2005 Salt Lake City Annual Meeting (October 16–19, 2005)

Paper No. 10
Presentation Time: 10:45 AM


RUGH, David F. and BURBEY, Thomas J., Geosciences, Virginia Tech, 4044 Derring Hall, Blacksburg, VA 24060, drugh@vt.edu

Subsurface fluid flow is difficult to characterize in anisotropic, heterogeneous, and fractured media. Surface and borehole data can only provide limited information; however tracer tests can be more valuable because they allow field-scale measurement of fluid movement in the subsurface. Tracer studies permit for in-situ estimation of valuable hydrologic parameters which can be used to develop and test conceptual models.

Recent studies at the fractured rock research site in Floyd Co, VA have led to a more complete conceptual model for the Blue Ridge province that suggests the presence of a shallow saprolite aquifer and a deeper fractured crystalline rock aquifer. The deep crystalline rock aquifer appears to receive recharge only at highly localized shear zones that are exposed at the surface. This conceptual model was developed on the basis of surface electrical resistivity surveys, water chemistry analysis, aquifer testing, borehole geophysical logging, tensiometry, and time-domain reflectometry. The accuracy of this model has serious implications for water supplies and water quality in the area.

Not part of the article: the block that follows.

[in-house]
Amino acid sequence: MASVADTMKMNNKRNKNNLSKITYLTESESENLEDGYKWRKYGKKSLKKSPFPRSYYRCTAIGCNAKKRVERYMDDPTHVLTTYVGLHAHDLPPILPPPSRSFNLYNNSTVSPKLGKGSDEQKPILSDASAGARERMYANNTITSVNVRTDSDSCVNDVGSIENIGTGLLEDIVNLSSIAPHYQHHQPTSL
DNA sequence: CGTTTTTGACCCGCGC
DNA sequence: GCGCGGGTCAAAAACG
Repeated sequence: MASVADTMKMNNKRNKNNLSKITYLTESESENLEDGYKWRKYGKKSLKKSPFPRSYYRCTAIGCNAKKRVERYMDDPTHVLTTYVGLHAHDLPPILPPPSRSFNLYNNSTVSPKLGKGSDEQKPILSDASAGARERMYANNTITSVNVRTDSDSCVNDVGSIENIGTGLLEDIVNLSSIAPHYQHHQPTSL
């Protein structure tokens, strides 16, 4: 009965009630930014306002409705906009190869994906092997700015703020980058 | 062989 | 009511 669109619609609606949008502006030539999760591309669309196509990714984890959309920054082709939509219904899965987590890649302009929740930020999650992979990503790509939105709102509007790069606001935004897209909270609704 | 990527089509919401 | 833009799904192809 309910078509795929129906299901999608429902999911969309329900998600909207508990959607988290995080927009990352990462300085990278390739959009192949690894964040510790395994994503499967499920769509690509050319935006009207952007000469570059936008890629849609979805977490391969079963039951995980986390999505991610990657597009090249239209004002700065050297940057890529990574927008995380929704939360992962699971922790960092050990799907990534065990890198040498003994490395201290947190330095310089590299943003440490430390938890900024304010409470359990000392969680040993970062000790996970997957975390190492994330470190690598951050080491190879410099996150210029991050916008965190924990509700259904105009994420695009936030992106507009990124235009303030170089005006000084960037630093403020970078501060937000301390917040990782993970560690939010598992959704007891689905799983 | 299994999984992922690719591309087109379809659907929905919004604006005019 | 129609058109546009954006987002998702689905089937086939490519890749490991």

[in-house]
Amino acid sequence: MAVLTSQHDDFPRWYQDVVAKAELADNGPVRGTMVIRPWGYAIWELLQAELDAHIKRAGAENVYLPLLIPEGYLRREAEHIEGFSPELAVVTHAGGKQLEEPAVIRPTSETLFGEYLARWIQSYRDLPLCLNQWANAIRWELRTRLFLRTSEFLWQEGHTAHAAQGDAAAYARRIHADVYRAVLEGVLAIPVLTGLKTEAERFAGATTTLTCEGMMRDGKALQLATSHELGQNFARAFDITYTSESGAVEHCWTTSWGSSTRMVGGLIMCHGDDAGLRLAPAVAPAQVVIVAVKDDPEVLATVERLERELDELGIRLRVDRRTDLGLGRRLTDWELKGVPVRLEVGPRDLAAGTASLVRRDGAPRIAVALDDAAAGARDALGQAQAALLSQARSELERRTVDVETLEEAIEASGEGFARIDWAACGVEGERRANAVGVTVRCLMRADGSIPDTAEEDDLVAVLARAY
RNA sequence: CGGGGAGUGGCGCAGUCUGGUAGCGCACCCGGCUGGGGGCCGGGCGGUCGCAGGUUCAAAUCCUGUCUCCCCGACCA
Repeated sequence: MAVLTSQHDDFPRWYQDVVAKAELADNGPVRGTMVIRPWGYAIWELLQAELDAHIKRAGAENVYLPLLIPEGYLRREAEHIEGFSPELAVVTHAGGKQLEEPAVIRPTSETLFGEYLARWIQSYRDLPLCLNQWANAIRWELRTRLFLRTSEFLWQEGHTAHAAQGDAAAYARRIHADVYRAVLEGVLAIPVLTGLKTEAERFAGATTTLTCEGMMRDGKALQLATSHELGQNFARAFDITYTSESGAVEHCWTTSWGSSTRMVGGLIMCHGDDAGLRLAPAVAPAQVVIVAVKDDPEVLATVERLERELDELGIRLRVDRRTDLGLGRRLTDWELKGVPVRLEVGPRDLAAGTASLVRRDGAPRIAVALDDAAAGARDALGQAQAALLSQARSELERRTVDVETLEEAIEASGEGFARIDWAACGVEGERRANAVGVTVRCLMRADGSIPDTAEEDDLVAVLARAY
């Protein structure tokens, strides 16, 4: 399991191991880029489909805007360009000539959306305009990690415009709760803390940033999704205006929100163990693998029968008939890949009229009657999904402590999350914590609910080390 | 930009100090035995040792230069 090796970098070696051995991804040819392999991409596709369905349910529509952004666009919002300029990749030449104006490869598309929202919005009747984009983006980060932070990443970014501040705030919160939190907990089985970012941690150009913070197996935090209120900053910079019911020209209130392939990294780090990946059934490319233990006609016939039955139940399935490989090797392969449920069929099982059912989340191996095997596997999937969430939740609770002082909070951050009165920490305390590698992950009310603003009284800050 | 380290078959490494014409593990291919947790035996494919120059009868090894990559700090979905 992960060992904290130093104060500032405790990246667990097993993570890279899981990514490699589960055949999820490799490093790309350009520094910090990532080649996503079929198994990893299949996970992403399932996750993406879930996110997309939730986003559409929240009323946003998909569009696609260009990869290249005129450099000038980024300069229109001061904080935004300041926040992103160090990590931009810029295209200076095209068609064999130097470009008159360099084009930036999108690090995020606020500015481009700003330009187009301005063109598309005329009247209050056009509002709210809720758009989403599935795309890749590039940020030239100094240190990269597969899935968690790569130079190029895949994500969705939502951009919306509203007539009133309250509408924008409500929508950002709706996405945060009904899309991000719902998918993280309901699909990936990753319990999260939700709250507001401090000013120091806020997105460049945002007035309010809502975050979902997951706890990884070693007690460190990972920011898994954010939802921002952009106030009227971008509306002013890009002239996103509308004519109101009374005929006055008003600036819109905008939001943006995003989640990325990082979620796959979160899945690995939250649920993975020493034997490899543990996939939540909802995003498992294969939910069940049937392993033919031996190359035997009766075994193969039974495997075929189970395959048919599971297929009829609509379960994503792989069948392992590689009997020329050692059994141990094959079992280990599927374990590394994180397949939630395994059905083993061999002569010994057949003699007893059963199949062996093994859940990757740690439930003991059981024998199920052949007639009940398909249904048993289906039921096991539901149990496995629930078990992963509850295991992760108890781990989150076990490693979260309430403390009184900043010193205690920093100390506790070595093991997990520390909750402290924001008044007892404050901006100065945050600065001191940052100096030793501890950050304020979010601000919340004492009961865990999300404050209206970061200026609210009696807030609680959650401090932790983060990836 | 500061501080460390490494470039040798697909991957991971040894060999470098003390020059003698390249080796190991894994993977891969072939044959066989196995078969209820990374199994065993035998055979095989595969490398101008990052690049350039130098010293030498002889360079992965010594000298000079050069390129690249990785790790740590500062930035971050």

This investigation represents a continuation of previous studies by implementing tracer studies to more adequately quantify the location and rate of recharge to the deep fractured rock aquifer. Further characterization of aquifers and fracture networks will be made using existing and new boreholes. Heat pulse flowmeter logging and optical televiewer logs will provide detailed knowledge of active fractures, fracture orientations, fracture flow rates, and fracture transmissivities. After identifying fracture orientations, collection and distribution systems for tracer tests can be designed and installed according to the dominant fracture orientation. A series of natural gradient tracer tests will be conducted at several locations within the field area, both on and off the shear zone that is suspected to represent a recharge conduit for the deep crystalline aquifer. The applied saline tracers will be tracked by monitoring specific conductance at multi-level sampling ports, existing wells, and at a downgradient spring. The results of these tracer tests will improve our understanding of this complex groundwater system.